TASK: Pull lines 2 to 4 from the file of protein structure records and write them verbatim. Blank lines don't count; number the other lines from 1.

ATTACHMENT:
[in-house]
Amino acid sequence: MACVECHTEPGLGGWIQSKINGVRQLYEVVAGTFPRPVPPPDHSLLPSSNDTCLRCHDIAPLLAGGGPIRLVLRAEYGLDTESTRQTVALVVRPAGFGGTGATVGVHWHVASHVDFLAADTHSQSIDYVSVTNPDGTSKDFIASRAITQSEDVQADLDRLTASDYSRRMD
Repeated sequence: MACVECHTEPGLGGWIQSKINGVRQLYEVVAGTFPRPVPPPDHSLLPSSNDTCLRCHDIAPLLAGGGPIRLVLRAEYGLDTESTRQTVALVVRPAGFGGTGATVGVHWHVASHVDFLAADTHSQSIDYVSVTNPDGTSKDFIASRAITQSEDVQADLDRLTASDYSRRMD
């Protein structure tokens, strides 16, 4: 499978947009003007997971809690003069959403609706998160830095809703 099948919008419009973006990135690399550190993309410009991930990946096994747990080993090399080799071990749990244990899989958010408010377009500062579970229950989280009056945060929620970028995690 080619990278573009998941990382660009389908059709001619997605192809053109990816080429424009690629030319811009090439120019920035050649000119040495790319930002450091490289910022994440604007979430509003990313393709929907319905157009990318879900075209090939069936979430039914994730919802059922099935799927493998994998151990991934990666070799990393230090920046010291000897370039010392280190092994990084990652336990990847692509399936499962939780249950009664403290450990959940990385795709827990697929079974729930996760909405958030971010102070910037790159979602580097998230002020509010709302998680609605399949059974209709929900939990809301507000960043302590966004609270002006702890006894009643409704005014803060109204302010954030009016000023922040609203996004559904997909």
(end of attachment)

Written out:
Amino acid sequence: MACVECHTEPGLGGWIQSKINGVRQLYEVVAGTFPRPVPPPDHSLLPSSNDTCLRCHDIAPLLAGGGPIRLVLRAEYGLDTESTRQTVALVVRPAGFGGTGATVGVHWHVASHVDFLAADTHSQSIDYVSVTNPDGTSKDFIASRAITQSEDVQADLDRLTASDYSRRMD
Repeated sequence: MACVECHTEPGLGGWIQSKINGVRQLYEVVAGTFPRPVPPPDHSLLPSSNDTCLRCHDIAPLLAGGGPIRLVLRAEYGLDTESTRQTVALVVRPAGFGGTGATVGVHWHVASHVDFLAADTHSQSIDYVSVTNPDGTSKDFIASRAITQSEDVQADLDRLTASDYSRRMD
């Protein structure tokens, strides 16, 4: 499978947009003007997971809690003069959403609706998160830095809703 099948919008419009973006990135690399550190993309410009991930990946096994747990080993090399080799071990749990244990899989958010408010377009500062579970229950989280009056945060929620970028995690 080619990278573009998941990382660009389908059709001619997605192809053109990816080429424009690629030319811009090439120019920035050649000119040495790319930002450091490289910022994440604007979430509003990313393709929907319905157009990318879900075209090939069936979430039914994730919802059922099935799927493998994998151990991934990666070799990393230090920046010291000897370039010392280190092994990084990652336990990847692509399936499962939780249950009664403290450990959940990385795709827990697929079974729930996760909405958030971010102070910037790159979602580097998230002020509010709302998680609605399949059974209709929900939990809301507000960043302590966004609270002006702890006894009643409704005014803060109204302010954030009016000023922040609203996004559904997909």